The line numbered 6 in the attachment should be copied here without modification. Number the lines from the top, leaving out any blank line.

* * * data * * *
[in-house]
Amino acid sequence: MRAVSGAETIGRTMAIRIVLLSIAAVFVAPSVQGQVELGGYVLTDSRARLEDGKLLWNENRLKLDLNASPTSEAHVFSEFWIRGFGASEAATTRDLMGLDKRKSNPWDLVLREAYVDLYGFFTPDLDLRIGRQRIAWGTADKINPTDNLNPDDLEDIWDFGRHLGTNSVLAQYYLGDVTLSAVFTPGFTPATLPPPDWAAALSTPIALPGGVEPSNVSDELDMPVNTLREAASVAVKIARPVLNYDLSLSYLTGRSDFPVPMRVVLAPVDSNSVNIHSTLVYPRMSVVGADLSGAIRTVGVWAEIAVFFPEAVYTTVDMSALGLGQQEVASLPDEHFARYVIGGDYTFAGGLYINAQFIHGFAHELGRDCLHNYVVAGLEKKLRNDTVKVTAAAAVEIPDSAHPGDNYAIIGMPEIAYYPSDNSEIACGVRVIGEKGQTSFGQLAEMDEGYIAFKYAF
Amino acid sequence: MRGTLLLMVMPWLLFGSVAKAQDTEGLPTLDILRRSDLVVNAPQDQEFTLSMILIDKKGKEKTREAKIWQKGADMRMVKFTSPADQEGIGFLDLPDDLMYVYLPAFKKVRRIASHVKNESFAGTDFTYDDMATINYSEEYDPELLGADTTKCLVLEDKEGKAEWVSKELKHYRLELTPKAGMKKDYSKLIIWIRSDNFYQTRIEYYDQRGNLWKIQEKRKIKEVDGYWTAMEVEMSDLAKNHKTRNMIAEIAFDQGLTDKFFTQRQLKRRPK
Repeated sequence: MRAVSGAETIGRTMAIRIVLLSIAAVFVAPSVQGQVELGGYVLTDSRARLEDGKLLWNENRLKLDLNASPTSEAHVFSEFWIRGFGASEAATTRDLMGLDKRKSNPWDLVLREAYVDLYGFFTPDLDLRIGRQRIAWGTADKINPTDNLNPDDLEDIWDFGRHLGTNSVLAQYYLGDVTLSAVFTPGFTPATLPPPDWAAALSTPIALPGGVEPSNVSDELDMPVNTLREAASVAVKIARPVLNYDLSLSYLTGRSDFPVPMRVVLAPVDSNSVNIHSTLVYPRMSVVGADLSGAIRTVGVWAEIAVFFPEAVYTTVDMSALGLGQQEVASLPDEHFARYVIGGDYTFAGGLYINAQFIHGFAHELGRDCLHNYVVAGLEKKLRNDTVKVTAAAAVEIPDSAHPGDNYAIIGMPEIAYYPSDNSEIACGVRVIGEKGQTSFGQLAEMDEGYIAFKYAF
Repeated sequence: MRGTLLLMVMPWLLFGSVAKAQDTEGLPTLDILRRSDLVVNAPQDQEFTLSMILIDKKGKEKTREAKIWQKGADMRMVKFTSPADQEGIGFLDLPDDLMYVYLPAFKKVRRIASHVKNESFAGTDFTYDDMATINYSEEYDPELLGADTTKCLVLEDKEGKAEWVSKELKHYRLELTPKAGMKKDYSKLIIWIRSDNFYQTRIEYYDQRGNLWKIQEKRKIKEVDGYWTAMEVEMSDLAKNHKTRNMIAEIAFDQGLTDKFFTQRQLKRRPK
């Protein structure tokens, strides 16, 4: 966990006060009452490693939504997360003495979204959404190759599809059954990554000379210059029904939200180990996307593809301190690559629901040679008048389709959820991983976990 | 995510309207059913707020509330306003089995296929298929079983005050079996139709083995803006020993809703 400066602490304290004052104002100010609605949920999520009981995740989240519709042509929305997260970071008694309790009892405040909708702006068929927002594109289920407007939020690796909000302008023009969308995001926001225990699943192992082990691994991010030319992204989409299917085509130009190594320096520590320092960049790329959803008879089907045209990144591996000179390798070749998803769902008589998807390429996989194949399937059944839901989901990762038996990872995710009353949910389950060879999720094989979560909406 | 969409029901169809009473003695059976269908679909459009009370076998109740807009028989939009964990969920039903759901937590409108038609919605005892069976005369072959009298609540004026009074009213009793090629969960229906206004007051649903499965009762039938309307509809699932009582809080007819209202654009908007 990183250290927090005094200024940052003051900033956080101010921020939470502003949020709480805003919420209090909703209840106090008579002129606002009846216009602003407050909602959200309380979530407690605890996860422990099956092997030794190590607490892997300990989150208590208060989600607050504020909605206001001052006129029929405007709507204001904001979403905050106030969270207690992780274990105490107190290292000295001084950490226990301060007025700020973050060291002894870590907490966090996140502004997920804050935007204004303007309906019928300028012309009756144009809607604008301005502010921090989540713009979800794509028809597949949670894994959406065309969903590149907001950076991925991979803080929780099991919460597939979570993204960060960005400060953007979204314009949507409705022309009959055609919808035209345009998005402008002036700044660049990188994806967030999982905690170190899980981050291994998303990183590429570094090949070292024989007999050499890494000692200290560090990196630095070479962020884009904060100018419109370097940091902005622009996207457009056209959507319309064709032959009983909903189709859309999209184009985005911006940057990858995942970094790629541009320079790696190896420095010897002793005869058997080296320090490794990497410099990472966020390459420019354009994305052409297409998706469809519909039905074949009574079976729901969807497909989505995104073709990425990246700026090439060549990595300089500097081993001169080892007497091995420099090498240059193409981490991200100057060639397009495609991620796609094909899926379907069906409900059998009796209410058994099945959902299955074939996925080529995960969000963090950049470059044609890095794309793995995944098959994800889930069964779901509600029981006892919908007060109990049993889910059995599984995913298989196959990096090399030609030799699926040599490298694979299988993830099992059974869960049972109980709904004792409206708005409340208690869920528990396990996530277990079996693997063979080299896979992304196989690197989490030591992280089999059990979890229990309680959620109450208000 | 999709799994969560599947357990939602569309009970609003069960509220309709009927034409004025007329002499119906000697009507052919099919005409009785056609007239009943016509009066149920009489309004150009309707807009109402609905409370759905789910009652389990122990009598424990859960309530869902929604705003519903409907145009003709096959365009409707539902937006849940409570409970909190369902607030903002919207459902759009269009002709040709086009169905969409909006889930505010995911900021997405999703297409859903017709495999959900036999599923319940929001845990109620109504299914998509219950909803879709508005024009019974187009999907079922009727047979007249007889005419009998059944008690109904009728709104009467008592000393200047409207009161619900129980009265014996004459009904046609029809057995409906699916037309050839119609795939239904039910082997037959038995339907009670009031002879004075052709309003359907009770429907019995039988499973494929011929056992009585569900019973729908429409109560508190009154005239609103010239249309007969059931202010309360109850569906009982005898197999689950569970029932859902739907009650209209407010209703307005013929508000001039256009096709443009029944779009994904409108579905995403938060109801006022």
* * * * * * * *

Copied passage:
């Protein structure tokens, strides 16, 4: 966990006060009452490693939504997360003495979204959404190759599809059954990554000379210059029904939200180990996307593809301190690559629901040679008048389709959820991983976990 | 995510309207059913707020509330306003089995296929298929079983005050079996139709083995803006020993809703 400066602490304290004052104002100010609605949920999520009981995740989240519709042509929305997260970071008694309790009892405040909708702006068929927002594109289920407007939020690796909000302008023009969308995001926001225990699943192992082990691994991010030319992204989409299917085509130009190594320096520590320092960049790329959803008879089907045209990144591996000179390798070749998803769902008589998807390429996989194949399937059944839901989901990762038996990872995710009353949910389950060879999720094989979560909406 | 969409029901169809009473003695059976269908679909459009009370076998109740807009028989939009964990969920039903759901937590409108038609919605005892069976005369072959009298609540004026009074009213009793090629969960229906206004007051649903499965009762039938309307509809699932009582809080007819209202654009908007 990183250290927090005094200024940052003051900033956080101010921020939470502003949020709480805003919420209090909703209840106090008579002129606002009846216009602003407050909602959200309380979530407690605890996860422990099956092997030794190590607490892997300990989150208590208060989600607050504020909605206001001052006129029929405007709507204001904001979403905050106030969270207690992780274990105490107190290292000295001084950490226990301060007025700020973050060291002894870590907490966090996140502004997920804050935007204004303007309906019928300028012309009756144009809607604008301005502010921090989540713009979800794509028809597949949670894994959406065309969903590149907001950076991925991979803080929780099991919460597939979570993204960060960005400060953007979204314009949507409705022309009959055609919808035209345009998005402008002036700044660049990188994806967030999982905690170190899980981050291994998303990183590429570094090949070292024989007999050499890494000692200290560090990196630095070479962020884009904060100018419109370097940091902005622009996207457009056209959507319309064709032959009983909903189709859309999209184009985005911006940057990858995942970094790629541009320079790696190896420095010897002793005869058997080296320090490794990497410099990472966020390459420019354009994305052409297409998706469809519909039905074949009574079976729901969807497909989505995104073709990425990246700026090439060549990595300089500097081993001169080892007497091995420099090498240059193409981490991200100057060639397009495609991620796609094909899926379907069906409900059998009796209410058994099945959902299955074939996925080529995960969000963090950049470059044609890095794309793995995944098959994800889930069964779901509600029981006892919908007060109990049993889910059995599984995913298989196959990096090399030609030799699926040599490298694979299988993830099992059974869960049972109980709904004792409206708005409340208690869920528990396990996530277990079996693997063979080299896979992304196989690197989490030591992280089999059990979890229990309680959620109450208000 | 999709799994969560599947357990939602569309009970609003069960509220309709009927034409004025007329002499119906000697009507052919099919005409009785056609007239009943016509009066149920009489309004150009309707807009109402609905409370759905789910009652389990122990009598424990859960309530869902929604705003519903409907145009003709096959365009409707539902937006849940409570409970909190369902607030903002919207459902759009269009002709040709086009169905969409909006889930505010995911900021997405999703297409859903017709495999959900036999599923319940929001845990109620109504299914998509219950909803879709508005024009019974187009999907079922009727047979007249007889005419009998059944008690109904009728709104009467008592000393200047409207009161619900129980009265014996004459009904046609029809057995409906699916037309050839119609795939239904039910082997037959038995339907009670009031002879004075052709309003359907009770429907019995039988499973494929011929056992009585569900019973729908429409109560508190009154005239609103010239249309007969059931202010309360109850569906009982005898197999689950569970029932859902739907009650209209407010209703307005013929508000001039256009096709443009029944779009994904409108579905995403938060109801006022």